The Olympic Gamesis a global sporting event that hundreds of millions of people watch and yet few consider just how fundamental information technology is to its success. In the same way IT is the enabler in every public or private-sector organisation, so it is true in the Olympic and Paralympic Games – perhaps even more so in the context of being condensed into a short operational period of six weeks with the world watching.
Like any major IT project, organising the Olympics’ infrastructure brings with it valuable lessons that can be applied to future business projects.
The scale of the Olympic Games is huge. With over 300 events, 14,000 athletes, 202 national Olympic committees and 20,000 journalists, the Games-time operational IT team of 3500 people run systems containing more than eight million lines of code. We often equate the challenge of the Games with that of setting up a FTSE 100 business, operating it for six weeks and then dismantling it, only to set it up again half a world away in two years’ time.
At the Olympics, success of the IT operation should be invisible, but failure is visible to a global audience. So how do we pull off such a high-profile event, on time and on budget and without fail every two years? And how can CIOs extract that best-practice approach, or components thereof, to do the same in their business?
Lesson 1: Have extensive planning upfront with thorough testing
Managing a project on this scale takes years of thorough planning. The technology at 2012, which will include 900 servers and 8000 desktops, will support over 200,000 members of the Olympic family, and will broadcast to over four billion viewers.
For Atos Origin and the 2012 games, 2009 is the year of planning strategy, architecture and design as the team starts with an architecture gap analysis and grows slowly. This eventually builds up to 200,000 hours of testing of the final systems in 2010 and 2011 to cover every worst case scenario possible.
One aspect which is particularly thoroughly planned is the approach to new technology. Only tried and tested, robust tools are used during the Games – mid-way through the 100 metres final is not the time to find out your data network has a glitch in it. The lesson is to introduce new technology in a controlled manner, either on the periphery of the mission-critical processes or in an area in which bleeding edge is the only option – for example in parts of the -information security operation.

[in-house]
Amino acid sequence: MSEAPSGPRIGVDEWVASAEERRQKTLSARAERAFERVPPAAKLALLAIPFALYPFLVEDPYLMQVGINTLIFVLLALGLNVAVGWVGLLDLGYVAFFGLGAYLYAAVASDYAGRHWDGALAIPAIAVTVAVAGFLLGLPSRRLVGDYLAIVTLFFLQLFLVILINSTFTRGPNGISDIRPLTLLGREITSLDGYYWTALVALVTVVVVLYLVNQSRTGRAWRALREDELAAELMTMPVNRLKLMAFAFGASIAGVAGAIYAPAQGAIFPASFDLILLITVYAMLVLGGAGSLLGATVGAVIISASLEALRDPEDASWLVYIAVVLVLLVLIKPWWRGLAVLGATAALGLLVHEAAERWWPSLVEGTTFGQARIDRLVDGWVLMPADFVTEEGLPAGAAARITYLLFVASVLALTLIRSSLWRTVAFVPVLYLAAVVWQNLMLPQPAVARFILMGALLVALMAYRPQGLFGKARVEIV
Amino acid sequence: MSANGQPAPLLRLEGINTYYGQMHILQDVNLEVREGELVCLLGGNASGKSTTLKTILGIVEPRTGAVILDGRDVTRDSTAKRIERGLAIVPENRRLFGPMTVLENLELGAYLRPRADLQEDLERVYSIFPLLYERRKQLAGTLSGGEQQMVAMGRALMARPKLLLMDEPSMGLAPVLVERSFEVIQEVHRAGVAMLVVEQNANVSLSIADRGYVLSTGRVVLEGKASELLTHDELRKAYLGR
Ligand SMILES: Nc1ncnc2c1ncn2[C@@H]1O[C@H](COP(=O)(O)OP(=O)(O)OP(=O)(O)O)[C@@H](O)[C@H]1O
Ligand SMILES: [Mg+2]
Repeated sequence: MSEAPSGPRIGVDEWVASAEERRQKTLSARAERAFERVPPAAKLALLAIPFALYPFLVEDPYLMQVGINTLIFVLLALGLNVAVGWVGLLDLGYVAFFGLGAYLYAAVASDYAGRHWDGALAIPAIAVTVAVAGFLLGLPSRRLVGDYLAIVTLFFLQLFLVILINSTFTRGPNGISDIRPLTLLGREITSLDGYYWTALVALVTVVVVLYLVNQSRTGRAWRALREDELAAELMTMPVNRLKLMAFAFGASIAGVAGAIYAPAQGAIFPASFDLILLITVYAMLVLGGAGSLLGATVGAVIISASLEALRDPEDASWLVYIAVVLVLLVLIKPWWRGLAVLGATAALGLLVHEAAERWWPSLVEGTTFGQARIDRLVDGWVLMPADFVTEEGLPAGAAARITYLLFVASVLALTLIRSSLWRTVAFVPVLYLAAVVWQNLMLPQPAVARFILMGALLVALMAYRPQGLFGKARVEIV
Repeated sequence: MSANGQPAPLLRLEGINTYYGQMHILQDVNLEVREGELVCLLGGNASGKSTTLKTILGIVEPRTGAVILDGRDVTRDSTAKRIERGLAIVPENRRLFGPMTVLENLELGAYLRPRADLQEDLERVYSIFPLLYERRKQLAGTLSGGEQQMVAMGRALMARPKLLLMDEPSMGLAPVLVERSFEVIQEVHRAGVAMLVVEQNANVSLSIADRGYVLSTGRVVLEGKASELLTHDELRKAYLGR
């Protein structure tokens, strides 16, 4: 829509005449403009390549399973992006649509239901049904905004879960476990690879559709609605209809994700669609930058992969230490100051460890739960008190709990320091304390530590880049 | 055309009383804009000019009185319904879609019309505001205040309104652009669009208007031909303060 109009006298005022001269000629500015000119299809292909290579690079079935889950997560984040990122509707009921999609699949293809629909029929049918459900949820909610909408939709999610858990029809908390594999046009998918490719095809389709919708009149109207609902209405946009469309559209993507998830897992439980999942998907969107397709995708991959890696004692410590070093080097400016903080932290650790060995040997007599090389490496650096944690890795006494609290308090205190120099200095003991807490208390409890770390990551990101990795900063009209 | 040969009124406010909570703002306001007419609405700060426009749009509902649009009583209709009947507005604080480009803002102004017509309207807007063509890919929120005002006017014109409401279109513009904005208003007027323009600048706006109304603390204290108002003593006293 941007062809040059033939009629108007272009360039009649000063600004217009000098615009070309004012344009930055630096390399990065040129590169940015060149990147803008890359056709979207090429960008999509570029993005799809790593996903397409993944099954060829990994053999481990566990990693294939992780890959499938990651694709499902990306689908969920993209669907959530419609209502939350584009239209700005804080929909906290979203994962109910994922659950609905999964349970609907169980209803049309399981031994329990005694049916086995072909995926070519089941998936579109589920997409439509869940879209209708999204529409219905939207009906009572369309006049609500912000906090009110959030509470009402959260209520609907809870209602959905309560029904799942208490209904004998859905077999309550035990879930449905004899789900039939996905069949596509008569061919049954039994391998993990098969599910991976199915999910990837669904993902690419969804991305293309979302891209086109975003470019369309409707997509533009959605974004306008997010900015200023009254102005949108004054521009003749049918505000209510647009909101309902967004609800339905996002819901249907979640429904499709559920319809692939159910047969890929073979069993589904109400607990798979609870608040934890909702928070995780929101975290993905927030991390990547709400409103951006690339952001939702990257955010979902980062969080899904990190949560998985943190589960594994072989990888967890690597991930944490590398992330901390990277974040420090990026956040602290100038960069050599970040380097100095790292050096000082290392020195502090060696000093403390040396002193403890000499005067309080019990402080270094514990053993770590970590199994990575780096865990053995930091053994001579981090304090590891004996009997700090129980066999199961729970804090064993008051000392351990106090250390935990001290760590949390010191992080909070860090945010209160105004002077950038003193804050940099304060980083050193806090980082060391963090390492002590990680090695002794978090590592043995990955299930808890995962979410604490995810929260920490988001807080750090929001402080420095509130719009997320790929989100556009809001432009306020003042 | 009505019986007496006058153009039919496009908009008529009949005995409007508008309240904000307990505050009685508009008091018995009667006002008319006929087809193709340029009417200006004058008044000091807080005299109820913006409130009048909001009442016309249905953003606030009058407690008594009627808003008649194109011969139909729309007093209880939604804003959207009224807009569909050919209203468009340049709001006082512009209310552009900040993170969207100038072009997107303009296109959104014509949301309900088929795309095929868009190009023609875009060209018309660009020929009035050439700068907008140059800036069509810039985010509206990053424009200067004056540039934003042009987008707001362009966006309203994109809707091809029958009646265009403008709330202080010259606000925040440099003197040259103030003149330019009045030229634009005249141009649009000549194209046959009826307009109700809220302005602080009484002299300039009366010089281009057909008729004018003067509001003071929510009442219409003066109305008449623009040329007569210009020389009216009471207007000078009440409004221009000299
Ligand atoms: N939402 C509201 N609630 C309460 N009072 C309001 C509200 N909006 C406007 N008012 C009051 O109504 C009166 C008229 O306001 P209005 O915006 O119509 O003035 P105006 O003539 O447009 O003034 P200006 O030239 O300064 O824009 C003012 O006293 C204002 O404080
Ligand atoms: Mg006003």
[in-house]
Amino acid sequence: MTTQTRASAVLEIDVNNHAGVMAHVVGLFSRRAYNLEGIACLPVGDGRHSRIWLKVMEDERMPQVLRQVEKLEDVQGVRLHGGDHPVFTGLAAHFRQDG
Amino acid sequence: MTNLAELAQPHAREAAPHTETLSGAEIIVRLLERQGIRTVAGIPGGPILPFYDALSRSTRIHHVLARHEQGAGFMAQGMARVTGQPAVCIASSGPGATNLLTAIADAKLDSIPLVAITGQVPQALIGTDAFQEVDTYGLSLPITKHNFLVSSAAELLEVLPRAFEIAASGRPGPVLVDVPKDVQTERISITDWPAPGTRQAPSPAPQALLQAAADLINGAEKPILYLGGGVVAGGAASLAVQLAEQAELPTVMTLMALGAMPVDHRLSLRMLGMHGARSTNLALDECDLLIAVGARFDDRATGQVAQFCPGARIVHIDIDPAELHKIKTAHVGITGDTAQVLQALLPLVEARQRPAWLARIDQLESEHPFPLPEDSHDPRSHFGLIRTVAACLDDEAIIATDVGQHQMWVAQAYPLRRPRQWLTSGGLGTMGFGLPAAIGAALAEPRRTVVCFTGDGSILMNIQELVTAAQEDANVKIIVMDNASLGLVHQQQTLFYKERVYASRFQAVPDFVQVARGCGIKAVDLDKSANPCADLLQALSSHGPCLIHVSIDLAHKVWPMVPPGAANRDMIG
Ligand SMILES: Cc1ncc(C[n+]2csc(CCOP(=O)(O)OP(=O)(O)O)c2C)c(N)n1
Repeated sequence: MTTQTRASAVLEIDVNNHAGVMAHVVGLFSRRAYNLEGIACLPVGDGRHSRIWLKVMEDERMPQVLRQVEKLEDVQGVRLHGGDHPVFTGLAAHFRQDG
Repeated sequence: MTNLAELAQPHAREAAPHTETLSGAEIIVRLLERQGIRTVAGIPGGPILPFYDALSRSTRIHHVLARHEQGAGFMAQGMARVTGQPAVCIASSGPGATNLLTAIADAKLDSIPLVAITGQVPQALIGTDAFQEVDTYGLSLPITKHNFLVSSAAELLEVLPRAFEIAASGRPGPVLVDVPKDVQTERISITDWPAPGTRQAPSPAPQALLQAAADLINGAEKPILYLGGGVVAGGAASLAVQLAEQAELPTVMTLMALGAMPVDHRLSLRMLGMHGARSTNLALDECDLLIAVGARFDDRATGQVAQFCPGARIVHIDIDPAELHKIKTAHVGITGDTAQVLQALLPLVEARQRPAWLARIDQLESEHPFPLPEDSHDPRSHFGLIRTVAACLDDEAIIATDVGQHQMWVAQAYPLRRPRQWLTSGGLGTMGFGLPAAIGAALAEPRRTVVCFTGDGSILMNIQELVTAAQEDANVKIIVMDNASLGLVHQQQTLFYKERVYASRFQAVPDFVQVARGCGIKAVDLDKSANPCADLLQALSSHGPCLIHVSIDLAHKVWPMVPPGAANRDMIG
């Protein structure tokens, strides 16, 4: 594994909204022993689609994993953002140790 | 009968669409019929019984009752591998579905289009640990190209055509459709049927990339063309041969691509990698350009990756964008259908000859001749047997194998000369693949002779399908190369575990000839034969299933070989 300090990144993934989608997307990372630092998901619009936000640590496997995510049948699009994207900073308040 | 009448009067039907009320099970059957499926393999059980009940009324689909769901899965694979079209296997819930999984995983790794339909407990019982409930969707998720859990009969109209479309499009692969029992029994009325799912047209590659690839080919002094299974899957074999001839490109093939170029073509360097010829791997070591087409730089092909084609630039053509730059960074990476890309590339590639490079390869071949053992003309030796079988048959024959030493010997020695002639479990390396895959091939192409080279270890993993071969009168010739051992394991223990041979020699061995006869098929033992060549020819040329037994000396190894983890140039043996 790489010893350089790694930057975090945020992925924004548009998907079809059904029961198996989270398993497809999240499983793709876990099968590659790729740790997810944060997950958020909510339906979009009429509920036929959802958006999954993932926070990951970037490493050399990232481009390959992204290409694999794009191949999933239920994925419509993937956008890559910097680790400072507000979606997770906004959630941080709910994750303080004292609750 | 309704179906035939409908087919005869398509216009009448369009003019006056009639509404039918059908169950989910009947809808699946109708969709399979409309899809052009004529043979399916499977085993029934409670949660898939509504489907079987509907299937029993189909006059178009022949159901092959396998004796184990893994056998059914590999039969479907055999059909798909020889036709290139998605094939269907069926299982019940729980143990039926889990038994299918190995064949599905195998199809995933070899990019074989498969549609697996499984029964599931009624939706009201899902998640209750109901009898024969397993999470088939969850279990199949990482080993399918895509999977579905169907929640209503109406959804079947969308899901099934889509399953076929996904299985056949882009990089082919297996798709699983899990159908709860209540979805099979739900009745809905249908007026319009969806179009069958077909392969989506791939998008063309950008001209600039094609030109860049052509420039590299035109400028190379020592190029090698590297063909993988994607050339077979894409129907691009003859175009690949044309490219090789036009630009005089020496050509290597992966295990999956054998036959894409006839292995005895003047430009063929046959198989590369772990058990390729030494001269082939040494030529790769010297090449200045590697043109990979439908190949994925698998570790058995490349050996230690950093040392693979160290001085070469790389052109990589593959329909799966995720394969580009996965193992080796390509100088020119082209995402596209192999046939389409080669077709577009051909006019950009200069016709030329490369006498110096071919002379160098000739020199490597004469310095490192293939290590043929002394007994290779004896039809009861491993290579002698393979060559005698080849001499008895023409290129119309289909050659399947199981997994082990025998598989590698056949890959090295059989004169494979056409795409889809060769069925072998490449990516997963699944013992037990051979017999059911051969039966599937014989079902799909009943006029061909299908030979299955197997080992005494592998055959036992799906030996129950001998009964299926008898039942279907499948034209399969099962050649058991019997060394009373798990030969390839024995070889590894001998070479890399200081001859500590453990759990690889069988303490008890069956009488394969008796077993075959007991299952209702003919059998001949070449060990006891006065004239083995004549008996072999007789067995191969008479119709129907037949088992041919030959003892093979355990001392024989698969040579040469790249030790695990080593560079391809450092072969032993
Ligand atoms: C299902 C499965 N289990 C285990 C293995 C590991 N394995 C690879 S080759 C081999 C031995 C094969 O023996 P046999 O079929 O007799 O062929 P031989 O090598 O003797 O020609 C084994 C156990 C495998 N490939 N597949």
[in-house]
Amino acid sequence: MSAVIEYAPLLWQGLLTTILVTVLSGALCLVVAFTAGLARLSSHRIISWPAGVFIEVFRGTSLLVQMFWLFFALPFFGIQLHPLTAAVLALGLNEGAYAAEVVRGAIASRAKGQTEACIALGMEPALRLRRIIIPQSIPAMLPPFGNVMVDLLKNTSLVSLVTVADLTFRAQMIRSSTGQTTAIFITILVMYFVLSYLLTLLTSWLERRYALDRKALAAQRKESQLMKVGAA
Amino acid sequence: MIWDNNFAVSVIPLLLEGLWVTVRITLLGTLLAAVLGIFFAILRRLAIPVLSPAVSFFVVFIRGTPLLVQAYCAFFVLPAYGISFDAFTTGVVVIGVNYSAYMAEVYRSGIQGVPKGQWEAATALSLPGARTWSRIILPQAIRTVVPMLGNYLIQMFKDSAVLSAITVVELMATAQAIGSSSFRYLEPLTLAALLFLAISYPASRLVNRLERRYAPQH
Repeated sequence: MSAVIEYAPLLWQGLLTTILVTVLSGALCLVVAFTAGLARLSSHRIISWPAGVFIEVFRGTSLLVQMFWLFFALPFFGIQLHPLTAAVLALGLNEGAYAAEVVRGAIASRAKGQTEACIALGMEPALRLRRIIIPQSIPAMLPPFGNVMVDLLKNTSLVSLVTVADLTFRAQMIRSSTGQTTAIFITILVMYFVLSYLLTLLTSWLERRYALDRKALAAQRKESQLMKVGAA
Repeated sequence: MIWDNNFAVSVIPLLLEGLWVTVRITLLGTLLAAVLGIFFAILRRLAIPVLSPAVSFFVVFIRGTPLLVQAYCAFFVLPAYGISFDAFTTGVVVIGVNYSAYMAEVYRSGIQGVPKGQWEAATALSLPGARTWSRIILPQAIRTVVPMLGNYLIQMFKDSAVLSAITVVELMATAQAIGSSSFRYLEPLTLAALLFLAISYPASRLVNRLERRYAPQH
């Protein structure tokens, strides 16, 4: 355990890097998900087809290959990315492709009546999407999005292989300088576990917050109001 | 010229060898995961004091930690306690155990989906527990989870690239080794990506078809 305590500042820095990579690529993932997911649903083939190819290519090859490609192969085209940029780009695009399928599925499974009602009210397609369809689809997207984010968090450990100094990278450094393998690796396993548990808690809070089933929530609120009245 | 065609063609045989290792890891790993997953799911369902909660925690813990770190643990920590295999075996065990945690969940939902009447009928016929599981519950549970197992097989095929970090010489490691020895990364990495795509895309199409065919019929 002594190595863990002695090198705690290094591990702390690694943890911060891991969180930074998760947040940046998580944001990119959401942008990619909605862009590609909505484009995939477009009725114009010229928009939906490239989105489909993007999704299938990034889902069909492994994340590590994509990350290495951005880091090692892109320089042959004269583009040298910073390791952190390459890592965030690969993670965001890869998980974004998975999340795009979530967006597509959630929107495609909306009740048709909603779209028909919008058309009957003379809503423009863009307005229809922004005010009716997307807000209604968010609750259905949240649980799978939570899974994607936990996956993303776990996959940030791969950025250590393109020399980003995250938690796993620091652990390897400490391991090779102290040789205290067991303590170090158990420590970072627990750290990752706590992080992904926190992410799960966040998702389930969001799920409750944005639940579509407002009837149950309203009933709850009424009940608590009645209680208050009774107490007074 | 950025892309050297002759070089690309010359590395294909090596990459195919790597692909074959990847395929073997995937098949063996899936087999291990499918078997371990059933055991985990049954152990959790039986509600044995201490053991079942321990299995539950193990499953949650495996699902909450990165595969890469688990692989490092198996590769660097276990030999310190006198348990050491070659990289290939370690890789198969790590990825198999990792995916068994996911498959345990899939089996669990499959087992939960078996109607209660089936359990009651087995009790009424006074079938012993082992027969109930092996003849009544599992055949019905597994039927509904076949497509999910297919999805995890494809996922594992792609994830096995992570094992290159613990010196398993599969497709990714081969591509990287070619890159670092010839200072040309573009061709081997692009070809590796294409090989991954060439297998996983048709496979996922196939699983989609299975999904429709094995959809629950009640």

This approach is also appropriate in organisations where there is a strong desire to adopt innovative technologies in a way which does not introduce unacceptable risk to business-critical operations. It is important to understand the maturing of new approaches to technology products or services, and to take lessons from their adoption from different industries, based upon the end-to-end operational impact of implementation. It is critical to consider this not in isolation, but as a critical moving cog in the wider enterprise ecosystem.
Lesson 2: Minimise risk on large -programmes by transferring knowledge
An essential part of the Olympic Games ethos is to effectively transfer knowledge from Games to Games, thereby reducing cost and risk. The Beijing Games re-used a lot of the IT operational procedures from the Athens Olympics, and much will roll forward towards Vancouver’s Winter Games in 2010 and London 2012. Overall productivity delivered by the IT infrastructure increased significantly from the 2002 Salt Lake City Winter Games to that in 2008 in Beijing. This was achieved by a continuous and systematic lessons-learned process embedded in our delivery.
Businesses face similar challenges as they move operations around the globe in response to fast-changing trading and employment conditions, for example through the establishment of shared service centres. Sometimes these have been set up with only basic transactional processes captured, rather than the more subtle and experiential-based knowledge which is so important. As the strength of bond between corporate enterprise and individual employees diminishes in coming years, effective knowledge capture, classification, learning and dissemination will be critical to business continuity and survival. The processes and approach that we implement at the Olympics are directly transferrable, as in reality, 80 per cent of the operational team for each Games delivery- is new to the event.
Lesson 3: Look at security and risk as an end-to-end process
Atos Origin provides both a managed IT security service and a security accreditation service for the Olympic Games. The latter ensures that the right people have access to the right travel, accommodation and venues during games time. The former ensures that the Games is an uninterrupted sporting spectacle.